Universities UK – the umbrella organisation of the Vice-Chancellors in the UK – issued a report (by Pricewaterhouse Coopers) last week on the private economic benefits of getting a degree. The report shows that higher education is still a very good investment: university graduates earn on average about a quarter more than young people who leave school after their A-levels. In total, a degree will bring average additional earnings of £160,000 over a working life. Some more findings:
  • Financial benefit is greatest for men from lower socio-economic groups or from families from lower levels of income
  • The rate of return to the individual would be expected to rise from 12.1% to 13.2% following changes to the student finance package arising from the introduction of variable tuition fees
  • The benefits associated with HE qualifications increase as graduates get older
  • Graduates are more likely to be employed compared to those with the next highest qualification and are more likely to return to employment following periods in unemployment or economic inactivity
  • Significant costs associated with higher education are borne by the state
Diana Warwick, Chief Executive, Universities UK:

“We already know that graduates in the UK enjoy one of the highest financial returns of any OECD country. This report provides evidence that despite the expansion of higher education, the graduate premium has been maintained. Higher education is still clearly a worthwhile investment for the individual.

Also last week, they issued their third report on the impact of the higher education sector on the national economy (previous version were from 1997 and 2002). The report confirms the growing economic importance of the sector which had an income of almost 17 billion pounds a year in 2003/04 (compared with almost 12.8 billion in 1999/2000) and showed gross export earnings of 3.6 billion pounds. In the words of Drummond Bone, President of Universities UK:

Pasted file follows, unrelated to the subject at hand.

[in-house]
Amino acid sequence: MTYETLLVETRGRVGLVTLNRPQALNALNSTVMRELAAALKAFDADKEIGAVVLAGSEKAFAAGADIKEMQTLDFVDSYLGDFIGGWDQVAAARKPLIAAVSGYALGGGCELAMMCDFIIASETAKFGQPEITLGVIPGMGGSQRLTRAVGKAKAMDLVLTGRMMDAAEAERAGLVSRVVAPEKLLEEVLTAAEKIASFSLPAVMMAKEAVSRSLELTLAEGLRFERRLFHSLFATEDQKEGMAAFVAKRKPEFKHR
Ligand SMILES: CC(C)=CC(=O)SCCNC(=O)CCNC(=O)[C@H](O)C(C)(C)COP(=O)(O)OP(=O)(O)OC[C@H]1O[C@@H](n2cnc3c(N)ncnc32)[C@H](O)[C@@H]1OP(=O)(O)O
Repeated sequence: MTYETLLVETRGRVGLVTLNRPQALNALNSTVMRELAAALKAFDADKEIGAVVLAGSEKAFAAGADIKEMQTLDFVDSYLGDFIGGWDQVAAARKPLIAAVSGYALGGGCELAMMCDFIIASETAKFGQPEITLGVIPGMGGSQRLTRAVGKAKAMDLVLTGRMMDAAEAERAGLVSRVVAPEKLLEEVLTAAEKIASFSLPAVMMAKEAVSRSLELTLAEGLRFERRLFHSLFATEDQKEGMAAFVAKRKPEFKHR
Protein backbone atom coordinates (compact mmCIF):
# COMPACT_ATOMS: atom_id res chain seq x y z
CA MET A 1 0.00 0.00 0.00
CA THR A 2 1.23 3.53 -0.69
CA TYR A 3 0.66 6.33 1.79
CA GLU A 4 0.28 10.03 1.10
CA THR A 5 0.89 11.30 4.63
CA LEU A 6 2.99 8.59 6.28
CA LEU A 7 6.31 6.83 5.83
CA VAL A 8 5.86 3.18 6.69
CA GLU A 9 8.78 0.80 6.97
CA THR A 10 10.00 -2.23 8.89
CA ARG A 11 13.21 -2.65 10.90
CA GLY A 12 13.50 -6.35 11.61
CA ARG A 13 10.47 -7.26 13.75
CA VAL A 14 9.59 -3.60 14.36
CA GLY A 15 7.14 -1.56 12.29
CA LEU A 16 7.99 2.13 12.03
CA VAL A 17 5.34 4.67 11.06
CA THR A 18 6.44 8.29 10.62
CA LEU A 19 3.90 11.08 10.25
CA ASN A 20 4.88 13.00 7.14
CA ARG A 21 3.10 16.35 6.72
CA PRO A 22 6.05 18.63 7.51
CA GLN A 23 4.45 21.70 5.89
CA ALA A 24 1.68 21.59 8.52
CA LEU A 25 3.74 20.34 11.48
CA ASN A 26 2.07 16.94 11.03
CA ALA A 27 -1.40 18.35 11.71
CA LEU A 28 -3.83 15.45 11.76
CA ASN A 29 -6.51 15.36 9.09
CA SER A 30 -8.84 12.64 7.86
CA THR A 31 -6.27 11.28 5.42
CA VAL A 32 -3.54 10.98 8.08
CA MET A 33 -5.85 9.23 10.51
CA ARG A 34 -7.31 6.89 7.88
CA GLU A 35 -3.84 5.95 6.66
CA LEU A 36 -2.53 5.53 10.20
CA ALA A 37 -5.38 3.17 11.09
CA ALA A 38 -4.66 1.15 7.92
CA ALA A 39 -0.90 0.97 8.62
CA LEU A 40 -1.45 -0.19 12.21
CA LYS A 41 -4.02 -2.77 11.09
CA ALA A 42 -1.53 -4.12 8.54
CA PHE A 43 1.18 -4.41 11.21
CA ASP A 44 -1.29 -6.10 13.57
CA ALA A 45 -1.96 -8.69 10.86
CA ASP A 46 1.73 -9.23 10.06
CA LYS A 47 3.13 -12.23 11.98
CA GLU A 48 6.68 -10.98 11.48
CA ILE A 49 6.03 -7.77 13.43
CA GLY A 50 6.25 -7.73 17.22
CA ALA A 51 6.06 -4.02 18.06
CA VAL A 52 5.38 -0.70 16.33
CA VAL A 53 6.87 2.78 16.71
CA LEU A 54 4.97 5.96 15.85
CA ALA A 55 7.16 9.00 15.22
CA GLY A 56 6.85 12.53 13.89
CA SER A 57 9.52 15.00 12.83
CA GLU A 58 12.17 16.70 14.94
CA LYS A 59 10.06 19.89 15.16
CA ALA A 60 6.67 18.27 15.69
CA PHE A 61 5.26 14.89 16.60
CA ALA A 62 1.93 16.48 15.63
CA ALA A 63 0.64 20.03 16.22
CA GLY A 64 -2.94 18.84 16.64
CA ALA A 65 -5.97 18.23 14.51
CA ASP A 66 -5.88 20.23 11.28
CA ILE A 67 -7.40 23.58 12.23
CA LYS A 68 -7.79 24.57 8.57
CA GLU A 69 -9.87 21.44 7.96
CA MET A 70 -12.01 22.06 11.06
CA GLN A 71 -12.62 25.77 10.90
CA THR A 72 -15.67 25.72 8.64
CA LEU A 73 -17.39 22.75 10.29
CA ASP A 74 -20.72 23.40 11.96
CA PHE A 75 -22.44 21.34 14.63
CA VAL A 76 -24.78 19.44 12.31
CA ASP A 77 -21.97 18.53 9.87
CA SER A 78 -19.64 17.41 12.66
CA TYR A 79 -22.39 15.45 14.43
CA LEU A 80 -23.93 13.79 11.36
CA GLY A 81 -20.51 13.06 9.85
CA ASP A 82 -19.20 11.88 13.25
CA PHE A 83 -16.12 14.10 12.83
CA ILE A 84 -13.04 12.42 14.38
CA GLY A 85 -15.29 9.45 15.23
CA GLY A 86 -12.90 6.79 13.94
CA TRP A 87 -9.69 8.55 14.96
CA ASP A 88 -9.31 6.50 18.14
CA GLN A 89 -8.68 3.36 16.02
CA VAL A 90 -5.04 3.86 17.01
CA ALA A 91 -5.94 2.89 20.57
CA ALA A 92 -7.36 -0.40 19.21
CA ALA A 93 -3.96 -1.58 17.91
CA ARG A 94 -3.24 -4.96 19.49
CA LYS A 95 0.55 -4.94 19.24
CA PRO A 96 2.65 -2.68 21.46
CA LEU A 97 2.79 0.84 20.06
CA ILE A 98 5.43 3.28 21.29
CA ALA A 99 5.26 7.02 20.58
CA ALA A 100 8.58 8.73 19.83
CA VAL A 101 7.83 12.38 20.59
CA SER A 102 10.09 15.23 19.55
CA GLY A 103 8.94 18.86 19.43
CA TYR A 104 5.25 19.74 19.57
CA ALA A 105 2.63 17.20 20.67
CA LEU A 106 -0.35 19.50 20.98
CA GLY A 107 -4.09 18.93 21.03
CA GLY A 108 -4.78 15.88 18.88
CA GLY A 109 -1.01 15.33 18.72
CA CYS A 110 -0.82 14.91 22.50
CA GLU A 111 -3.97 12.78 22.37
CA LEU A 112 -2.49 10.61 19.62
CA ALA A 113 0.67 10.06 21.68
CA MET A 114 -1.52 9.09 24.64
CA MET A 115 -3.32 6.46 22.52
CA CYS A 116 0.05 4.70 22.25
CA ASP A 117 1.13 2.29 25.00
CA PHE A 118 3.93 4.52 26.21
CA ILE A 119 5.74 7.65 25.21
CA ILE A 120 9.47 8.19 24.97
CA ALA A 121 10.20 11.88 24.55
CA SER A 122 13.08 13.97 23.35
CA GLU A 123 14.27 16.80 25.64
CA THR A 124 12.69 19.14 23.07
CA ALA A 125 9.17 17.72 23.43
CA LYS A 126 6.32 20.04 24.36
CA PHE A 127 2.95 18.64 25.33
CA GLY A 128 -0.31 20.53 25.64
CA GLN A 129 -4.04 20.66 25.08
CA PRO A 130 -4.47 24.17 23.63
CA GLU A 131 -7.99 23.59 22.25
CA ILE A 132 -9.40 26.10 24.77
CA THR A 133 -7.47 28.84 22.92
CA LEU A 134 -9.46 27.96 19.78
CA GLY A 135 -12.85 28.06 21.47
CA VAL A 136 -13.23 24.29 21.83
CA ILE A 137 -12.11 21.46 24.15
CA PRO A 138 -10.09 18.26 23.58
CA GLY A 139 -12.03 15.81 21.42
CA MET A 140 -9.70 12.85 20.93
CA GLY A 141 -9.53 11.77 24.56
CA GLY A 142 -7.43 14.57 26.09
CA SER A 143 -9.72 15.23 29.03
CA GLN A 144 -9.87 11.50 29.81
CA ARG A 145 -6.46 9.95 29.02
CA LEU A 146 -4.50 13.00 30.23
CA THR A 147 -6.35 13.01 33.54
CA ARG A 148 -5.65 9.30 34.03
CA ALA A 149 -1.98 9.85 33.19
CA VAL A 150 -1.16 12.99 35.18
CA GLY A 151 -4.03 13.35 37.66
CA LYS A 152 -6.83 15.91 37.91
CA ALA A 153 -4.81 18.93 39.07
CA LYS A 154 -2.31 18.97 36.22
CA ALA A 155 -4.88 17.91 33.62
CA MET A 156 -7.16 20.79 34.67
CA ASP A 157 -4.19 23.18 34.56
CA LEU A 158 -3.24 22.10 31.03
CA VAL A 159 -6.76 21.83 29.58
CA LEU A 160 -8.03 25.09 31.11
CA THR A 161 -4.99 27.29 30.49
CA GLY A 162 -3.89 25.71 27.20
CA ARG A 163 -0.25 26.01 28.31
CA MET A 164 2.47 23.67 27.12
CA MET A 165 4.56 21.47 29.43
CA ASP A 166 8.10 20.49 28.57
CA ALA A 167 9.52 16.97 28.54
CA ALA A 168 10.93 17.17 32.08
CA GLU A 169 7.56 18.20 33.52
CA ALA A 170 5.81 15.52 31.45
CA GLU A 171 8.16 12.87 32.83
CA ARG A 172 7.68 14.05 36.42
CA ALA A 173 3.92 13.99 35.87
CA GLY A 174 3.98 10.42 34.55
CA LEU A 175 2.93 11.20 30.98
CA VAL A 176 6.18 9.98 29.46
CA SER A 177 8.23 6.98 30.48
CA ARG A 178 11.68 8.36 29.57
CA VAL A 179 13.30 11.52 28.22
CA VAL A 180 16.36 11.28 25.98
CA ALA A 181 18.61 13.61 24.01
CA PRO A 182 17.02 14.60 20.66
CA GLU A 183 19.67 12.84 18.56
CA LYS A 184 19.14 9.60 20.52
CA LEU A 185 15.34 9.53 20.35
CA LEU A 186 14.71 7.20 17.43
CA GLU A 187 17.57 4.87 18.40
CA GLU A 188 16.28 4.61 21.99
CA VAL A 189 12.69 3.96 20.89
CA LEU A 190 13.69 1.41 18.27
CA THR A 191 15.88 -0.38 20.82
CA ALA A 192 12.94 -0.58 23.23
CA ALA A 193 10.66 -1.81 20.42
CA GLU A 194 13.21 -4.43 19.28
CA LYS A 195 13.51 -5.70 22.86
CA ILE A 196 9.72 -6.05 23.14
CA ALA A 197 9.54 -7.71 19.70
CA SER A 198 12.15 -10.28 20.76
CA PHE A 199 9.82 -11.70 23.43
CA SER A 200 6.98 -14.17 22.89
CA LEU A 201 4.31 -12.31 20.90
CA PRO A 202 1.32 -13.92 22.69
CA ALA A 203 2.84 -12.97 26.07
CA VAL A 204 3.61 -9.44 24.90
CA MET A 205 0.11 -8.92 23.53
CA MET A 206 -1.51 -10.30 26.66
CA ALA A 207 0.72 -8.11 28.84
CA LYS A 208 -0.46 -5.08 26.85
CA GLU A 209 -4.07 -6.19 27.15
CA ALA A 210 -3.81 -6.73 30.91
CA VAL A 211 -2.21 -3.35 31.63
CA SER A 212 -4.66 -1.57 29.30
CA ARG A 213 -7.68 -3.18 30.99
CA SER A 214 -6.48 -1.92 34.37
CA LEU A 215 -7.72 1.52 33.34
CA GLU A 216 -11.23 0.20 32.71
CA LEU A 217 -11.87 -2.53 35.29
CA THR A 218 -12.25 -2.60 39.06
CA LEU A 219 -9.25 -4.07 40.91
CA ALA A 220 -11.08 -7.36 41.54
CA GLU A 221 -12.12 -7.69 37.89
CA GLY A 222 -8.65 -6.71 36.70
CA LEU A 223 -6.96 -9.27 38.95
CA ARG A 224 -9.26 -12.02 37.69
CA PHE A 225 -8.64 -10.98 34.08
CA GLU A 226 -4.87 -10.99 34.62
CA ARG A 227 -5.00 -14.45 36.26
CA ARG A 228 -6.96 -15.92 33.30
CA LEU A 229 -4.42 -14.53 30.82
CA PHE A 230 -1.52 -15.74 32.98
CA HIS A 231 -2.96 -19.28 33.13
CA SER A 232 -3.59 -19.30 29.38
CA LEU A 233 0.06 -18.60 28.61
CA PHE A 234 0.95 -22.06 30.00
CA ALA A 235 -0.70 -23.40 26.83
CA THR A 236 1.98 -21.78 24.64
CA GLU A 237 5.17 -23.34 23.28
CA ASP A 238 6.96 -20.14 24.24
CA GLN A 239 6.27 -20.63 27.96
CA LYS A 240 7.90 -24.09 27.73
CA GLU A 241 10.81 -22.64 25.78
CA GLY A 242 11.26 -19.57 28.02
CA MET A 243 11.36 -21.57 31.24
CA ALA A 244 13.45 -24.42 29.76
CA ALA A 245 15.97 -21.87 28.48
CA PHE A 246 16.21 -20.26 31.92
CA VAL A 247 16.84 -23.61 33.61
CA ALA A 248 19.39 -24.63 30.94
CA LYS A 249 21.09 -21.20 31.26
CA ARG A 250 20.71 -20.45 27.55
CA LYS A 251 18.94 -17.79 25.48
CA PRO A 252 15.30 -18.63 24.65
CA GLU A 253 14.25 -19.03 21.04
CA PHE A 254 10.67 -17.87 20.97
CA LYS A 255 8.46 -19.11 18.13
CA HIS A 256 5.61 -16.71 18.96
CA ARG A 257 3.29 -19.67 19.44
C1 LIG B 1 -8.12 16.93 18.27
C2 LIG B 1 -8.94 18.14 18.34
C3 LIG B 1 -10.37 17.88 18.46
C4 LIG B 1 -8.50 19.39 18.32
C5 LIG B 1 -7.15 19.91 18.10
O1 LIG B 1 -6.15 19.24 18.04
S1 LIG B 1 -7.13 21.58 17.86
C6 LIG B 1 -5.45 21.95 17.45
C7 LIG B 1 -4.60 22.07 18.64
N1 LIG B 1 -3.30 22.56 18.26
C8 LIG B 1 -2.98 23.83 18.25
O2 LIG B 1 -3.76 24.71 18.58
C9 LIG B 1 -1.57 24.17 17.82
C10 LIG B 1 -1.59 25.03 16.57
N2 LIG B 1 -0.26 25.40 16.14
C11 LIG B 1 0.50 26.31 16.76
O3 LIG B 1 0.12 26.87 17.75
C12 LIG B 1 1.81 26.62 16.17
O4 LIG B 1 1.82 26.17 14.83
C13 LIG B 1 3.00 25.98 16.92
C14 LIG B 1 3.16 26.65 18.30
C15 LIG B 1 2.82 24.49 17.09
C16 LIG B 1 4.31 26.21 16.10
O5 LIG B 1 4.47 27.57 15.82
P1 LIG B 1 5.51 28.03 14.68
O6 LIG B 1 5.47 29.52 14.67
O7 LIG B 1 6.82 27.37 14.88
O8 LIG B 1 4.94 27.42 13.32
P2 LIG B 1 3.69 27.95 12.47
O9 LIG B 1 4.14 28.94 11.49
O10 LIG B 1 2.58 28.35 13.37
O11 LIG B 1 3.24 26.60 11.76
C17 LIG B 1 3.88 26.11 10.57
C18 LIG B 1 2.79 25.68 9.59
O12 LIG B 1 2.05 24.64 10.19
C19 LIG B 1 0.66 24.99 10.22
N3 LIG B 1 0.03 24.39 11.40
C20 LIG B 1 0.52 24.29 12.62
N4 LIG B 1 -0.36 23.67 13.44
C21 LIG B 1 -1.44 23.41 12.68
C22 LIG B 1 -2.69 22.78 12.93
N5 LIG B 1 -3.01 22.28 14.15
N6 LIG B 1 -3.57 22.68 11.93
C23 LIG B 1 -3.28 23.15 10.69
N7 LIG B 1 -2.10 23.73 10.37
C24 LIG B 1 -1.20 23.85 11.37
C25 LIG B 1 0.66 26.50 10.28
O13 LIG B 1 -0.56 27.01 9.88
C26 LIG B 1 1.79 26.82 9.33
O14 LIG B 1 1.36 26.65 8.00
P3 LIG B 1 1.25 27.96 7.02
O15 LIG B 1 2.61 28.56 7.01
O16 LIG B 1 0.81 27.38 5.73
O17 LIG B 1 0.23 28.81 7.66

All the evidence suggests that the direct economic importance of higher education will continue to grow in the future. The future expansion of student numbers, domestic and international, the development of knowledge transfer activities as well as a substantial volume of research all point in the same direction. Such activity depends on a continuing mix of public and private investment in the sector.

Income from private sources now amounts to 27% of all higher education income and this figure will increase significantly with the introduction of variable tuition fees. It is equally clear that public investment will continue to play a vital role in the development of the sector. It is evident from the findings of this report that such investment has a direct economic impact on the UK economy as well as maintaining the health of the sector.

I’m sure that these two reports – making a case for both more private as well as public investment in higher education – have been welcomed by the members of Universities UK…